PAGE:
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Vegan Cajun Seafood Boil

This is the tastiest vegan seafood boil sauce EVER! It makes everything taste amazing and I could literally drink the liquid…I might have actually done that, lol, but don’t tell anyone. My cajun seafood boil recipe is easy to make, uses a ton of delicious Louisiana flavors, and can be made in a pressure cooker, crockpot, or using a regular pot. This will be a hit for dinner or for a party!


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Vegan Cajun Seafood Boil
Vegan Cajun Seafood Boil closeup of corn

Hi, its Monique!

I’m here with yet another terrific recipe in line with the Daytime Vegan vision and just in time for a little vegan fun in the sun! Now that summer is finally here, its time for backyard fun, cookouts, and recipes that’ll leave everyone licking their fingers for more! So, can anyone say Vegan Cajun Seafood Boil?

What is a Cajun Seafood Boil

A seafood boil is basically what it sounds like…except it’s EXTREMELY DELICIOUS! A traditional seafood boil includes shrimp, crawfish, and/or crab, red potatoes, mini corn on the cob, and sometimes sausage, like an andouille sausage. These ingredients are boiled in a delicious liquid made with lots of butter, garlic, onion (sometimes), liquid (vegetable stock, seafood stock, chicken stock, or even water can be used) and tons of robust cajun seasonings.

Of course my vegan version does not include seafood, sausage, or butter…but I PROMISE it’s just as delicious as a traditional seafood boil. I proooomiiiisseee!!!

What gives this vegan recipe the seafood flavor?

My vegan “seafood” boil gets the seafood flavor from wakame and kombu.

Wakame is a species of edible seaweed. In my opinion, it provides the strongest “seafood” flavor in vegan seafood recipes, as opposed to kombu, dulse, nori, etc…. I mostly see wakame in it’s dried form. I will insert a picture for you all:

Kombu is an edible kelp. Kelp and seaweed are very similar and although kelp is sometimes referred to as a large seaweed, kelp and seaweed are not the same. Kelp is classified as a Laminaria and is a Protist, while seaweed is classified as Paraphyletic. A protist is any eukaryotic organism that is not an animal, plant or fungus.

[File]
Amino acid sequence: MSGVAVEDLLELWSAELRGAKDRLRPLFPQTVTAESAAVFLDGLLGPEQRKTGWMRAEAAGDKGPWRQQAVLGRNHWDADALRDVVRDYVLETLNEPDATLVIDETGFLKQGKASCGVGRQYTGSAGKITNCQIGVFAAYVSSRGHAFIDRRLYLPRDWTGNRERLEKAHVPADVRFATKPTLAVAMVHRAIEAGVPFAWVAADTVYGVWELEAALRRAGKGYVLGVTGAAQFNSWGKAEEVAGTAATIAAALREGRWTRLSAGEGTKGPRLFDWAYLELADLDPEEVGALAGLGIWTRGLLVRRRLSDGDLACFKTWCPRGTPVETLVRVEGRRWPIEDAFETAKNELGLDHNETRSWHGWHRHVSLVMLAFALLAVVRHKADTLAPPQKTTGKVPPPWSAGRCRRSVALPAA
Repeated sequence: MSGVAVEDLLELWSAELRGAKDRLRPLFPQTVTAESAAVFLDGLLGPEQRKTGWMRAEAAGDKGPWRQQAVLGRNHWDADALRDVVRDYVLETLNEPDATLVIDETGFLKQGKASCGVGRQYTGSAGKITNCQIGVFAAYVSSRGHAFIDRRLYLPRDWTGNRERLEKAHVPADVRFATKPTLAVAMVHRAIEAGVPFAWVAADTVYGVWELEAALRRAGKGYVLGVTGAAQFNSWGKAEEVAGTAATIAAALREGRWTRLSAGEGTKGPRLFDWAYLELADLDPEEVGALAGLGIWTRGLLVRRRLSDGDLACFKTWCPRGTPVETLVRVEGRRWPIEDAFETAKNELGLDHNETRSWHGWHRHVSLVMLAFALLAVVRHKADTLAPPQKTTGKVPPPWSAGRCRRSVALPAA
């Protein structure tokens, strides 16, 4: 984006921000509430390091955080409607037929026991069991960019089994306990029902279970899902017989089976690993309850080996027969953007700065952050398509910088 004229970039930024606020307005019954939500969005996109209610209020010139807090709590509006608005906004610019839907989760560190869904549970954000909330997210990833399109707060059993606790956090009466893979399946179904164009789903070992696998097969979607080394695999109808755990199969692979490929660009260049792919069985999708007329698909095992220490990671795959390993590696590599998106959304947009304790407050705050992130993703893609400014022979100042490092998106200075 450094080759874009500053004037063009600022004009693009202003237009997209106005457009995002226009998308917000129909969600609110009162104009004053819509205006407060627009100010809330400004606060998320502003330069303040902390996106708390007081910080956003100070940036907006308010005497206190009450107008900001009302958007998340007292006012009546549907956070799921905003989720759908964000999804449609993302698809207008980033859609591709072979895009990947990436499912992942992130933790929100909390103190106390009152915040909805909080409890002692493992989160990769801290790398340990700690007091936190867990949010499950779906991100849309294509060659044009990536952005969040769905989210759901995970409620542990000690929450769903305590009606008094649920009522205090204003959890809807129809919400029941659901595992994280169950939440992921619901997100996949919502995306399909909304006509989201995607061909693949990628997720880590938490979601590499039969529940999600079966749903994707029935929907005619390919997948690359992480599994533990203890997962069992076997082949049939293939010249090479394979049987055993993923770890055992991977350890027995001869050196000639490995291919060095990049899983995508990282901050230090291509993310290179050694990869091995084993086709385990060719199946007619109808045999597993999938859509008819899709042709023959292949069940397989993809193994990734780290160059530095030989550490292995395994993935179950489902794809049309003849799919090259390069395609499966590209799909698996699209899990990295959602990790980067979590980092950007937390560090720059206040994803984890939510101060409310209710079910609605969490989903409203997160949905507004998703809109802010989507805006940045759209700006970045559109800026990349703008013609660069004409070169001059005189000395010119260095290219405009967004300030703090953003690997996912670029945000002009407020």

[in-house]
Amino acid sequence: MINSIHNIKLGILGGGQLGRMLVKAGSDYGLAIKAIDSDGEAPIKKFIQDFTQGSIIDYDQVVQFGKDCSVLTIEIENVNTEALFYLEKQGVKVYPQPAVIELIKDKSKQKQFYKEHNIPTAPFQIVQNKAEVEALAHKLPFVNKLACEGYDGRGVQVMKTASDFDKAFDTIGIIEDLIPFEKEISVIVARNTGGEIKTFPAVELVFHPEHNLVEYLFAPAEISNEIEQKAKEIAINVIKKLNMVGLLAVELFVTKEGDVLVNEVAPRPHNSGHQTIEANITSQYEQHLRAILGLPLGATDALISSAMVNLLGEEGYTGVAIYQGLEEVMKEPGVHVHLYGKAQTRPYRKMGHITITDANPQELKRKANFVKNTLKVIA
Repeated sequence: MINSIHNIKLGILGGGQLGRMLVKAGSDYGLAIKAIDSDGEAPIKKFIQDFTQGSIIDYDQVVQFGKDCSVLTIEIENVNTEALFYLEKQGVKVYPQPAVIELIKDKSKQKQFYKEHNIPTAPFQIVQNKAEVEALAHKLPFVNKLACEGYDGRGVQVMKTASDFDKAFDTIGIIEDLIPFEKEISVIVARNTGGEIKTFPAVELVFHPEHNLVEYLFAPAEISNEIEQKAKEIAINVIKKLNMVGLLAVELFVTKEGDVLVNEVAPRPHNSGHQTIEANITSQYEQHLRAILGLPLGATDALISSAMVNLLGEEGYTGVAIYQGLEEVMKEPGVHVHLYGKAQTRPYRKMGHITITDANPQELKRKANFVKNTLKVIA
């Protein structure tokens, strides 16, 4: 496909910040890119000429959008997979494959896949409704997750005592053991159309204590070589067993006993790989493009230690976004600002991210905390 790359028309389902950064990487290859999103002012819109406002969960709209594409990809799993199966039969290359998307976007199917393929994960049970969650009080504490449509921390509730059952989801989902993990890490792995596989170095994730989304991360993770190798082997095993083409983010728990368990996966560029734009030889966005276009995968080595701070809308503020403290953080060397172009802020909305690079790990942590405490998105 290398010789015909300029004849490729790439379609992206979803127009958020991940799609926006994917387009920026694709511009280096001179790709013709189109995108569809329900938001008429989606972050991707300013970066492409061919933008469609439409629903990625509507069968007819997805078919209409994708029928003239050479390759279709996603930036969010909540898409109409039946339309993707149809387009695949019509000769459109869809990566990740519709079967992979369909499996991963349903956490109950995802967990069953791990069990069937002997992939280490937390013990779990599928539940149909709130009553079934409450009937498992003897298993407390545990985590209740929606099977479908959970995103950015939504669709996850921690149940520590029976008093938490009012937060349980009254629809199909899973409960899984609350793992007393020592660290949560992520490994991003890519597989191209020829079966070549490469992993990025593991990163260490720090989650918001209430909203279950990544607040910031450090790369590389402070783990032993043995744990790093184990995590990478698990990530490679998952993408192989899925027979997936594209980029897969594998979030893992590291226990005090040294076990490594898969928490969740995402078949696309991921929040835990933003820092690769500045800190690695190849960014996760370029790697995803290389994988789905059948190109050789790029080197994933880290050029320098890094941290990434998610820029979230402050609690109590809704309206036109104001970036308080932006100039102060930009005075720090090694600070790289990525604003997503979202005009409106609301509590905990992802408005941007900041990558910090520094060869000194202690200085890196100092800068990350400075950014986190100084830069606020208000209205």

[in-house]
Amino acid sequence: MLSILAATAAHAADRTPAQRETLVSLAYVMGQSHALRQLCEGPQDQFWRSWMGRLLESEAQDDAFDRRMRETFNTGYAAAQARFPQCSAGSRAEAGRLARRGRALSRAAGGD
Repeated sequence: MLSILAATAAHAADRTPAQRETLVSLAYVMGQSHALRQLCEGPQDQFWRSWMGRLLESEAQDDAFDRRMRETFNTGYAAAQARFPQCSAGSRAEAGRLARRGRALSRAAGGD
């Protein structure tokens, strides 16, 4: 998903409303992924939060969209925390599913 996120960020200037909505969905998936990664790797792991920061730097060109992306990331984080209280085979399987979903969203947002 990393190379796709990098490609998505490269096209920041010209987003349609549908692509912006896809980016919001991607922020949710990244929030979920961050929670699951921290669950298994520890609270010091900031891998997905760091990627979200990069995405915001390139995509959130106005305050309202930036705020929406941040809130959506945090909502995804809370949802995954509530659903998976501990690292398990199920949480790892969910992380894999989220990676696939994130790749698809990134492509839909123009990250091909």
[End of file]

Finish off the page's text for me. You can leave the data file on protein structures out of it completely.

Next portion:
kombu
Kombu

There are currently 300 known kelp varieties and at least 10,000 known seaweed species. Also, seaweed can grow in most marine environments, like the ocean, rivers, or lakes, whilst kelp is typically found along rocky coastlines and in salt water.

In this recipe, I take dried wakame and grind it in a coffee grinder. I then sauté the ground wakame with the rest of the spices, to add an intense flavor of the sea. The kombu helps give it that little extra kick of seafood flavor.

My Favorite Vegetables to use

I don’t know why I’m including this in the blog post! I can never choose a favorite vegetable, in general, let alone choosing favorites for this delicious recipe. The broth for this recipe really does make anything taste amazing. You could drink the broth….I might be speaking from experience *wink*.

When making this vegan seafood boil, I typically use cauliflower, because it soaks up the liquid better than any other vegetable, in my opinion, bell peppers, asparagus, red potatoes, and corn (I don’t add corn all the time, but if I can find some quality non-gmo corn, I’ll ALWAYS use it in this recipe). You could also try zucchini, yellow squash, broccoli, or even squash, such as butternut squash or kobacha squash.

Health Benefits

Seaweed is rich in some health-promoting molecules and materials such as, dietary fiber, ω-3 fatty acids, essential amino acids, and vitamins A, B, C, and E. 

A single tablespoon of kelp provides 500 percent of the daily recommended value of iodine. Iodine is a key component of the hormones made in the thyroid gland, which help control energy production.

Vegan Cajun Seafood Boil closeup of potatoes

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Vegan Cajun “Seafood” Boil
Prep Time
20 mins
Cook Time
1 hr
Total Time
1 hr 20 mins
 
Course: Dinner, Lunch, Main Course
Cuisine: American
Keyword: seafood boil in a bag, seafood boil recipe, seafood boil sauce, vegan seafood boil
Author: Daytime Vegan
Ingredients
  • 1/8 cup olive oil
  • 1 yellow onion, chopped
  • 1 head garlic, minced
  • 1 tablespoon ground wakame, optional
  • 1 teaspoon celery seeds
  • 1/2 tablespoon granulated onion
  • 1 tablespoon granulated garlic
  • 1 tablespoon gumbo file
  • 1 tablespoon smoked paprika
  • 1 tablespoon lemon pepper
  • 1 tablespoon old bay seasoning
  • 1 tablespoon chili garlic paste, optional
  • 5 cups vegetable stock
  • 1 piece kombu, optional
  • 6 – 8 small red potatoes
  • 9 mini corn on the cobs
  • 1 bunch asparagus, cut in half
  • 1 cauliflower, cut into large florets
  • 2 bell peppers, cut into large chunks
  • juice of 1 lemon
Instructions
  1. Place a very large stock pot on medium heat. Once hot, add the olive oil, garlic, and onion. Cook these for about 5 – 7 minutes, or until they are lightly browned. Stir occasionally to avoid sticking and burning.
  2. Add the next 9 ingredients, stir, and cook for 1 minute to intensity the flavor of the seasonings. Be sure to stir so they don’t burn. Next, add the stock and kombu (if usinand stir.
  3. Add the potatoes and cook for 10 minutes, then add the cauliflower and corn and cook for another 10 minutes, then add the asparagus and bell peppers and cook for about 8 minutes, or until everything is fork tender.
  4. Finish with a squeeze of lemon juice and serve.

Recipe Video

Recipe Notes

You can use any vegetables you want or have on hand.



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